Clouds Hill Some plays are more notable for the questions they pose than the solutions they offer. Clouds Hill sets up several nagging, and very real, contemporary moral dilemmas. A young Middle Eastern man enrolls at a small private college and proves to be unnaturally interested in and adept at chemistry. Does the young man have terrorist connections? Are those suspicions groundless and based on racial profiling? Playwright Charles Evered offers no pat answers. Feminism, cultural traditions, conservative and liberal politics, and academic freedom also come into play. Good performances by locals Mary Beth Barber (returning to the stage after a long hiatus), Sean Morneau and Chris Yoosefi.
California Stage; 8 p.m. Friday and Saturday, and 2 p.m. Sunday; $15-$19. 1723 25th Street, (916) 451-5822. Through November 20. J.H.
Glengarry Glen Ross David Mamet’s gritty, realistic drama about real-estate salesmen is long overdue for a local production—especially considering the frantic, desperate nature of the real-estate market in Sacramento over the last few years. The play brims with dubious dealings, deception and the dangerous downside of nonstop pressure to get a client to sign a contract. It’s all about men (there’s not a woman in the show), spinning, manipulating and scurrying after the almighty dollar. This isn’t a show for the faint of heart—the F-word crops up in every third line—but the playwright’s famous knack for strangely beautiful, tough-edged dialogue is shown to maximum advantage in this well-acted, no-frills production. Good performances by Dan Harlan (as an aging salesman), Anthony Sava and others.
The Actor’s Theatre; 8 p.m. Friday and Saturday, and 2 p.m. Sunday; $12-$14. 1616 Del Paso Boulevard, (916) 925-6579. Through December 11. J.H.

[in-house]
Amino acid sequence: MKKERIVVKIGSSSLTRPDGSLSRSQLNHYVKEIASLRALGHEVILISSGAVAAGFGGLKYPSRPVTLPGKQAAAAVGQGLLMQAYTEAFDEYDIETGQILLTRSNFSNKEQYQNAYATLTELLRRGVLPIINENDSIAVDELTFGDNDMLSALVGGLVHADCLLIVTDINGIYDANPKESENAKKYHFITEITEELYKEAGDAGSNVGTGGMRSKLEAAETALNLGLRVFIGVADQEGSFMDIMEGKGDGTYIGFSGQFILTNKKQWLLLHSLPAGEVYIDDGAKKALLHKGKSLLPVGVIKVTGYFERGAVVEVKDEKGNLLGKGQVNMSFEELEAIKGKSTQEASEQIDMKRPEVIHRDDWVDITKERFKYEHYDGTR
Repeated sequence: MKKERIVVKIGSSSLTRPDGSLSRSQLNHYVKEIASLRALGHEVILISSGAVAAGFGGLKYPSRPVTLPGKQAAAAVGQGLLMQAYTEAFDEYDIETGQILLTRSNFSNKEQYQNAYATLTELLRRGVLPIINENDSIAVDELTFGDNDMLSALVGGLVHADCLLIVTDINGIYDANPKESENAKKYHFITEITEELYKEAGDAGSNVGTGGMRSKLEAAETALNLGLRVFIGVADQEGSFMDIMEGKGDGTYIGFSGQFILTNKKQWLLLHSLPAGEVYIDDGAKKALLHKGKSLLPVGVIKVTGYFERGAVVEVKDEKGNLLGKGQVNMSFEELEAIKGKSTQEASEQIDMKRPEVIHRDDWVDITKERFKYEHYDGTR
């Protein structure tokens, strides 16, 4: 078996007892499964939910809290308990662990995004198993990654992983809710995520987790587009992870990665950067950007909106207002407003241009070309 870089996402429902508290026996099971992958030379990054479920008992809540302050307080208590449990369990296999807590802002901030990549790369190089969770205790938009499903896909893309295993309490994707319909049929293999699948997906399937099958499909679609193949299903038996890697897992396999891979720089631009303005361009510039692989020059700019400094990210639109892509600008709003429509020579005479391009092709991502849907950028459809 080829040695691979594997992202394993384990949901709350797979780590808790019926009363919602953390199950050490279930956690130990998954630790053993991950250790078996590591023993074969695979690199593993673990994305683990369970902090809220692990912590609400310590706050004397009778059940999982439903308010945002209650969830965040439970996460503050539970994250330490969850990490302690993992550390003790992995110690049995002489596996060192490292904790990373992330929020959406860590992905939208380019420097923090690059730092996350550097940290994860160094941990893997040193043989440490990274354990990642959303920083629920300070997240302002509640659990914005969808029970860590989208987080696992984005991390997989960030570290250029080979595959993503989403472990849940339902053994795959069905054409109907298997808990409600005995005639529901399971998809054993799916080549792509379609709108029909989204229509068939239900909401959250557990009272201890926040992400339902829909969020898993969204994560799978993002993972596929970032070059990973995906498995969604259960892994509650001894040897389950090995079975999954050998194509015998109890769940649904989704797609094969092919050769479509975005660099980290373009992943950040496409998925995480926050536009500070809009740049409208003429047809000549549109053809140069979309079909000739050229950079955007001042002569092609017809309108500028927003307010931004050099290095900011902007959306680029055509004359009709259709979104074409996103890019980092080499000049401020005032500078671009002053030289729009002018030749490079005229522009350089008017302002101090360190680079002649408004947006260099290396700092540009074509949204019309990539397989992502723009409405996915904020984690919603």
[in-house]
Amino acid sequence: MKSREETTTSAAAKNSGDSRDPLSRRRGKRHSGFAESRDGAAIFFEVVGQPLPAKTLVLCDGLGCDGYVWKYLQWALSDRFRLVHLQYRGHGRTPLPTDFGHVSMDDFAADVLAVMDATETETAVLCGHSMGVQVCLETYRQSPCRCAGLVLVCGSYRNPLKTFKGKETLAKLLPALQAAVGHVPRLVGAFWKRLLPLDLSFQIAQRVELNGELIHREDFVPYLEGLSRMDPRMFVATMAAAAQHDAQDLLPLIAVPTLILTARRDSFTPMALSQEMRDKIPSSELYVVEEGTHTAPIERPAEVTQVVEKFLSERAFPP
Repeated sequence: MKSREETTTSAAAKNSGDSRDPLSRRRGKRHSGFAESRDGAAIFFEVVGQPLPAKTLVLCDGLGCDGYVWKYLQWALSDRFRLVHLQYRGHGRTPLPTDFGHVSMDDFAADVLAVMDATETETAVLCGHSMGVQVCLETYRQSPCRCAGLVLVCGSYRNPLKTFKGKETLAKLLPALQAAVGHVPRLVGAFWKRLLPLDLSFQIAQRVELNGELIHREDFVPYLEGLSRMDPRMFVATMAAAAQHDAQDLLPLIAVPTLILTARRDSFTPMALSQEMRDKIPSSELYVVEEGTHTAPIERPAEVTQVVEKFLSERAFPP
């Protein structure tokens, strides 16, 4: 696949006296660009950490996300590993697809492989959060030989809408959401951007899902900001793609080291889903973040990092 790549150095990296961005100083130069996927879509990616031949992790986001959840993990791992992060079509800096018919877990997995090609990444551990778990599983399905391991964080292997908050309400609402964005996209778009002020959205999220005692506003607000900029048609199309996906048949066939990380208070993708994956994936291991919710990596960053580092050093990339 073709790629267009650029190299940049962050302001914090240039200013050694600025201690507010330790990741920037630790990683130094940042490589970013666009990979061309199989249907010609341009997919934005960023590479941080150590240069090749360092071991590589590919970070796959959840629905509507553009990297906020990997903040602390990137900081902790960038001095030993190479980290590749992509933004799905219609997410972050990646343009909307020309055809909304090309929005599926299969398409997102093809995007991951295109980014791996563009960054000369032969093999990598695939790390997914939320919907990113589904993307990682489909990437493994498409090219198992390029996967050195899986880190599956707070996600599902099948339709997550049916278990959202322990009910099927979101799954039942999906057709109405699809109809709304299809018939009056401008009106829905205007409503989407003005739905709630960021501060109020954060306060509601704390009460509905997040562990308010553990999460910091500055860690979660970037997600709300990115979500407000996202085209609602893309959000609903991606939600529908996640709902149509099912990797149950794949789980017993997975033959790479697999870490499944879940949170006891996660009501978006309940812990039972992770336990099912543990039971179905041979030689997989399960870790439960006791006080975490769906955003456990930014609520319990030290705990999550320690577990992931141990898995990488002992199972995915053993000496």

Queen of the Remote Control Seventeen-year-old Shilpa feels, like, totally misunderstood by her ever-present parents—both highly successful doctors from India. Though hers is an Indian household, Shilpa takes on the petulant attitude of an overindulged American teen by sulking, sighing and “whatever”-ing at every turn. But because she’s smart and funny, and has a creative way of looking at life through the lens of a TV addict, Shilpa’s self-involvement is more entertaining than exasperating. Her maturity begins with the revelation of family secrets. There are impressive performances by young actress Roshni Shukla as Shilpa and Saffron Henke as her mother.
Sacramento Theatre Company’s Stage Two; 12:30 p.m. and 6:30 p.m. Wednesday, 8 p.m. Thursday and Friday, 2 p.m. and 8 p.m. Saturday, and 2 p.m. Sunday; $22-$32. 1419 H Street, (916) 443-6722. Through January 8. P.R.
Survivor Diary October is National Breast Cancer Awareness Month, and California Stage is bringing the month into focus with a theater project that informs and entertains audiences about the disease, while honoring its victims and survivors. Through vignettes and overlapping dialogue, 10 actors switch from narration to action while tracing various women’s journeys with cancer. With an abundance of statistics and no strong story arc, at times the play feels like an HMO-produced guide to breast cancer. But in the end, the spirit of the play captures the amazing journey of breast-cancer patients everywhere.
California Stage, 8 p.m. Thursday through Saturday and 2 p.m. Sunday, $14-$19. The Space, 2509 R Street, (916) 451-5822. Through November 20. P.R.